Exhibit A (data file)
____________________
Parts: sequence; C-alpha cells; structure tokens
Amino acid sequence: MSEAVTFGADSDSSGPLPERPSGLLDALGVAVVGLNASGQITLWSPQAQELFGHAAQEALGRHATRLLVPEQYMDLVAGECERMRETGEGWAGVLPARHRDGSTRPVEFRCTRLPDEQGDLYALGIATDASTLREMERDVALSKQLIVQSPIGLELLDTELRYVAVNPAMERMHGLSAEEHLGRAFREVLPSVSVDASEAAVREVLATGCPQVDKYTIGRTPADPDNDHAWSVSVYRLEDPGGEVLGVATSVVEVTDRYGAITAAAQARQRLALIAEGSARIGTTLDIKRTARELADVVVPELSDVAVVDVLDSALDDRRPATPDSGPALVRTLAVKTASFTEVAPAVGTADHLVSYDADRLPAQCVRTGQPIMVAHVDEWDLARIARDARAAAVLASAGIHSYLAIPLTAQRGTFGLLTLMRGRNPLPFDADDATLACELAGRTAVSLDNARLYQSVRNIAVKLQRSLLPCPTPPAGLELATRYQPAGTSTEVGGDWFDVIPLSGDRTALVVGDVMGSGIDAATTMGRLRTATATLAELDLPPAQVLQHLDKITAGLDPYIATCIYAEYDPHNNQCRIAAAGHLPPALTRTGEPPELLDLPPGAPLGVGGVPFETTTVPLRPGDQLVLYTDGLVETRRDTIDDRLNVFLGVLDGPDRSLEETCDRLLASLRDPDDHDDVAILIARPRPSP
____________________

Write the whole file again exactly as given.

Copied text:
Parts: sequence; C-alpha cells; structure tokens
Amino acid sequence: MSEAVTFGADSDSSGPLPERPSGLLDALGVAVVGLNASGQITLWSPQAQELFGHAAQEALGRHATRLLVPEQYMDLVAGECERMRETGEGWAGVLPARHRDGSTRPVEFRCTRLPDEQGDLYALGIATDASTLREMERDVALSKQLIVQSPIGLELLDTELRYVAVNPAMERMHGLSAEEHLGRAFREVLPSVSVDASEAAVREVLATGCPQVDKYTIGRTPADPDNDHAWSVSVYRLEDPGGEVLGVATSVVEVTDRYGAITAAAQARQRLALIAEGSARIGTTLDIKRTARELADVVVPELSDVAVVDVLDSALDDRRPATPDSGPALVRTLAVKTASFTEVAPAVGTADHLVSYDADRLPAQCVRTGQPIMVAHVDEWDLARIARDARAAAVLASAGIHSYLAIPLTAQRGTFGLLTLMRGRNPLPFDADDATLACELAGRTAVSLDNARLYQSVRNIAVKLQRSLLPCPTPPAGLELATRYQPAGTSTEVGGDWFDVIPLSGDRTALVVGDVMGSGIDAATTMGRLRTATATLAELDLPPAQVLQHLDKITAGLDPYIATCIYAEYDPHNNQCRIAAAGHLPPALTRTGEPPELLDLPPGAPLGVGGVPFETTTVPLRPGDQLVLYTDGLVETRRDTIDDRLNVFLGVLDGPDRSLEETCDRLLASLRDPDDHDDVAILIARPRPSP